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. Last Updated: 07/27/2016

Epidemic Creates African Orphan Crisis

DURBAN, South Africa -- Among the ravages AIDS has brought to Africa is a wave of orphanhood that will continue to grow for at least a generation, according to a U.S. government study to be released Thursday.

Ten years from now, one in seven children under 15 in black Africa will have lost a parent, according to the study by the Agency for International Development.

"We've never seen ? the chronic generation of orphans," said Paul De Lay, a physician and epidemiologist who heads the agency's AIDS program. "In the past, when orphans were created in large numbers, it tended to be from acute, short-term events, such as war, genocide or natural disaster."

A decade ago, 4 percent of sub-Saharan Africans under the age of 15 had lost their mothers or both parents. In about 20 percent of cases, AIDS was the reason.

This year, 6 percent of sub-Saharan children will fit that definition of "orphan," and AIDS will be the cause 47 percent of the time. By 2010, 8 percent of black African children f 21.8 million f will be orphans, with AIDS the reason in 70 percent of the cases.

If children who have lost just a father are counted, the total will reach 44 million, with AIDS again the main cause.

The report calls on the international community to begin work to respond to limit the disaster.

De Lay said the agency hopes that Africa will avoid widespread institutionalization of orphans. "Children in institutions tend not to do as well as children in families," he said. "And institutionalization tends to be self-perpetuating. [Orphanages] tend to generate themselves. We learned that from the experience in Ethiopia after famine in the 1970s."

Taking care of children in orphanages also is expensive f about $2,000 a year, an astronomical sum in sub-Saharan Africa. In many developing nations, governments can keep a child in some sort of kinship environment for about $100 a year. The money is used to supplement family food budgets, pay tuitions, buy school uniforms and subsidize other expenses that households find hard to meet when they take in extra children.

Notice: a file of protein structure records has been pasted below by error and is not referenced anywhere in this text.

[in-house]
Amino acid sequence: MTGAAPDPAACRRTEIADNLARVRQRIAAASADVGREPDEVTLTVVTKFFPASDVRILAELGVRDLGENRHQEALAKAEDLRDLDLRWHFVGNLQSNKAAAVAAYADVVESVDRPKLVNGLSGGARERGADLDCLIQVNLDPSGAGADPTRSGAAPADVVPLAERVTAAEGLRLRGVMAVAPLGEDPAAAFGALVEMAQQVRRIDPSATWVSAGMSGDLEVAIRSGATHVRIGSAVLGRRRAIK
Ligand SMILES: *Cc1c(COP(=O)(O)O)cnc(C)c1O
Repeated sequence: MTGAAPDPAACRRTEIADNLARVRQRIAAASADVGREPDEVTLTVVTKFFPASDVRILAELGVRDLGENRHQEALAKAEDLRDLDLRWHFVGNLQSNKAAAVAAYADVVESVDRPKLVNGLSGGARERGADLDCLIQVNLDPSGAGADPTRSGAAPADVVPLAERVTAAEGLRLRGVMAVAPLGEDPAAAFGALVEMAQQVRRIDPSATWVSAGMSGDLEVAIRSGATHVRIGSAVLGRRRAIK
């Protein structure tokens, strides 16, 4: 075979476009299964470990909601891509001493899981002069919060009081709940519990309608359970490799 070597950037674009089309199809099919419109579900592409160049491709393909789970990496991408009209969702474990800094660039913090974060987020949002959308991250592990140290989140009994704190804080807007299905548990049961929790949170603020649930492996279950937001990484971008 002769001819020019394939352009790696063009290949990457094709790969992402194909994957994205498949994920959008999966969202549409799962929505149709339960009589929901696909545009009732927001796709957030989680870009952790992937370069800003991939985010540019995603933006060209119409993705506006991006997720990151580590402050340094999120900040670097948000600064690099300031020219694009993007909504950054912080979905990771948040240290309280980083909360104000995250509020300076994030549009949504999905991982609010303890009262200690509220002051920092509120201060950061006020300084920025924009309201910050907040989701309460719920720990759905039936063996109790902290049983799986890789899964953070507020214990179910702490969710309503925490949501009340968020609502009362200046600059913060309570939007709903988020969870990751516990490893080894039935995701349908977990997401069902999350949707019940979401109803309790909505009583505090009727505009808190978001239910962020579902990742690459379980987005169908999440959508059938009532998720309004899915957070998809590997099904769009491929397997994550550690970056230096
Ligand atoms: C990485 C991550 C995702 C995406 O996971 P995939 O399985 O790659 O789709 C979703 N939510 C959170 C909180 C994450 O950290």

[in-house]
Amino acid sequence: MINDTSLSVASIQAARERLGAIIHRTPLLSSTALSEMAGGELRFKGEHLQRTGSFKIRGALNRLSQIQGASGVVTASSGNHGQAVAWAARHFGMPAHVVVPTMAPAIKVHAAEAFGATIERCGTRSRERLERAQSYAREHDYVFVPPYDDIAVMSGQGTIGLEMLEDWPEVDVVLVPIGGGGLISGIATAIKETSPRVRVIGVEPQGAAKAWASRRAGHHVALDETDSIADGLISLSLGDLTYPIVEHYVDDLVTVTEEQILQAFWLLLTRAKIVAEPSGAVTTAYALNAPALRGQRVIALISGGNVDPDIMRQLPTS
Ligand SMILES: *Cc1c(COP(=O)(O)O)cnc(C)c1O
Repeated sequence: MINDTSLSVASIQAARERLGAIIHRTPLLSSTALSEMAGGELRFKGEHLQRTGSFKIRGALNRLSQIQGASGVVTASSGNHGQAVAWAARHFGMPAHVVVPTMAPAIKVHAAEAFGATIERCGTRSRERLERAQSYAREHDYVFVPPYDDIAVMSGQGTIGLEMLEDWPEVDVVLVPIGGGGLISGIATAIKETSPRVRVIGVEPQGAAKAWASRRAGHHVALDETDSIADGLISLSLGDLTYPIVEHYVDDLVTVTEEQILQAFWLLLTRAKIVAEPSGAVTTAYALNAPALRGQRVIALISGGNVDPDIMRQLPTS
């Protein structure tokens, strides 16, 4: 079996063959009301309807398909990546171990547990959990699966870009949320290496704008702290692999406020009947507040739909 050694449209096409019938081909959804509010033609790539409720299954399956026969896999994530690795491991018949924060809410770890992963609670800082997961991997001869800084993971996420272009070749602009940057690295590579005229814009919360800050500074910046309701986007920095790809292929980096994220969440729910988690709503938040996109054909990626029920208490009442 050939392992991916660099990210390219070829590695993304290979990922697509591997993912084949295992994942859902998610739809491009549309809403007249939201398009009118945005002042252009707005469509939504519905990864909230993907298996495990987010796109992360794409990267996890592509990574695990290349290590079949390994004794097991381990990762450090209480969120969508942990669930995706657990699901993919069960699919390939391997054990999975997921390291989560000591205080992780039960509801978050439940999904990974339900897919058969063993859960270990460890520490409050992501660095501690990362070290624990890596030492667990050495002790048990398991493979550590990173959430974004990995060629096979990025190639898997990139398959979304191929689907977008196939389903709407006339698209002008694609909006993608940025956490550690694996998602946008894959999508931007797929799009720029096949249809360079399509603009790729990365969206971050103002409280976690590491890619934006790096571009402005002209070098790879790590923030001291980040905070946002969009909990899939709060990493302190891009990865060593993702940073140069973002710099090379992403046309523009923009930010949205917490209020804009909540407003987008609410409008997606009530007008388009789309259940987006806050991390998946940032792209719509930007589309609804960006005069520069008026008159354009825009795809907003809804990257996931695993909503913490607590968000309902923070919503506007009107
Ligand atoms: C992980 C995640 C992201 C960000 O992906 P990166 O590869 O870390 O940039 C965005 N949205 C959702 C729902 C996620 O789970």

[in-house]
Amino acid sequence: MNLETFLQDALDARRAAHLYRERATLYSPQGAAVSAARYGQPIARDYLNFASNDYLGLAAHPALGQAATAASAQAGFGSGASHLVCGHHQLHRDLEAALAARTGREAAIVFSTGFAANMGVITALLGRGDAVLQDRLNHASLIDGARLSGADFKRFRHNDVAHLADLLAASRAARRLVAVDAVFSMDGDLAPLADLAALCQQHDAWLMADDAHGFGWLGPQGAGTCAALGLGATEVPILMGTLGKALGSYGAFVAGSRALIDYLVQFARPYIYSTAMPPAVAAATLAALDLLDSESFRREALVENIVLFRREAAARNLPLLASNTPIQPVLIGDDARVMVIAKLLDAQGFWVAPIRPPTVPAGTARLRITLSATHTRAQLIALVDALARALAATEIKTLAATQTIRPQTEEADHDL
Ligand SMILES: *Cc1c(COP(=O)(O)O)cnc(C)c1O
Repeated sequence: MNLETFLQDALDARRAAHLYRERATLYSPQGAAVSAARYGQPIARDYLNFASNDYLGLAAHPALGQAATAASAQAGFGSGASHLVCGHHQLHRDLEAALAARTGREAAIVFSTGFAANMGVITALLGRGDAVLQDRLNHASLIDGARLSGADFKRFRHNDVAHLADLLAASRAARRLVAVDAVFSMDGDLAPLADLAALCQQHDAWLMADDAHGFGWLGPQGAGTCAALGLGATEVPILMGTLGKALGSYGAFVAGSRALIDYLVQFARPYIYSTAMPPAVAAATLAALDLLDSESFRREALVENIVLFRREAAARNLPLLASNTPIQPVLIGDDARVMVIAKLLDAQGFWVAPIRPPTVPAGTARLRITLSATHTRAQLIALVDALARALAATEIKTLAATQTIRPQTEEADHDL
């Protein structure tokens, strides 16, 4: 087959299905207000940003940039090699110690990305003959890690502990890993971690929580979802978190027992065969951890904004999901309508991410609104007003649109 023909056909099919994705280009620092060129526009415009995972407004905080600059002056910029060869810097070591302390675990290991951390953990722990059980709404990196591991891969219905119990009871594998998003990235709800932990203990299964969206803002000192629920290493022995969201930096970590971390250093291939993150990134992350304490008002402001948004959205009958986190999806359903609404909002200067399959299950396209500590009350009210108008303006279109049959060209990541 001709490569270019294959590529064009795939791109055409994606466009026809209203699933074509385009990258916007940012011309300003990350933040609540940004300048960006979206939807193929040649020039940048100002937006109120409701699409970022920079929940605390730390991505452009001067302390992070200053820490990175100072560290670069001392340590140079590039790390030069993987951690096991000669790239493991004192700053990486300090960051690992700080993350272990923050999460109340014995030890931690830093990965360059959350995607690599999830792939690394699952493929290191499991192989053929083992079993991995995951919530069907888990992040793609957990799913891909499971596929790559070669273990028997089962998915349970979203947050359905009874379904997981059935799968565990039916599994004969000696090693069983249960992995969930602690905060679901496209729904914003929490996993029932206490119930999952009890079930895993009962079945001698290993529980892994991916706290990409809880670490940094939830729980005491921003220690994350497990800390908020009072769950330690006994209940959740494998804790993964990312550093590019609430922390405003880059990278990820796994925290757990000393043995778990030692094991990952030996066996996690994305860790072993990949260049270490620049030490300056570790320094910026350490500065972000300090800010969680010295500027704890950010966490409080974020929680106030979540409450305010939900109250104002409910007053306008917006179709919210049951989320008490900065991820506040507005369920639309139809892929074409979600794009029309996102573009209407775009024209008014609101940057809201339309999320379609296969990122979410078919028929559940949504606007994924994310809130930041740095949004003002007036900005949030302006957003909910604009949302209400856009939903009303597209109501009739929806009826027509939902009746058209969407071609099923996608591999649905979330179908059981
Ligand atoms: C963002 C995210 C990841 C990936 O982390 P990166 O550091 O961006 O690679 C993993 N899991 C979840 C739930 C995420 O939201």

"What you're doing is basically creating a safety net, and it begins by identifying the families in need," De Lay said.

A relatively simple, cheap drug treatment that reduces the transmission of AIDS to babies at birth is proving increasingly valuable in protecting children, according to studies presented at the global AIDS conference in Durban, South Africa.

While the drug, nevirapine, has reduced AIDS transmission when given to infected mothers and their newborns, many AIDS researchers have discounted its benefits, saying that any baby saved by the procedure still risked being infected by the mother's milk.

But most studies released at this week's conference show that a significant number of babies saved from infection at birth remain uninfected well into f o r through f their breast-feeding periods. With that observation, a scientific consensus is emerging here that mother-to-child f or "perinatal" f transmission can be reduced anywhere in the world for very little money.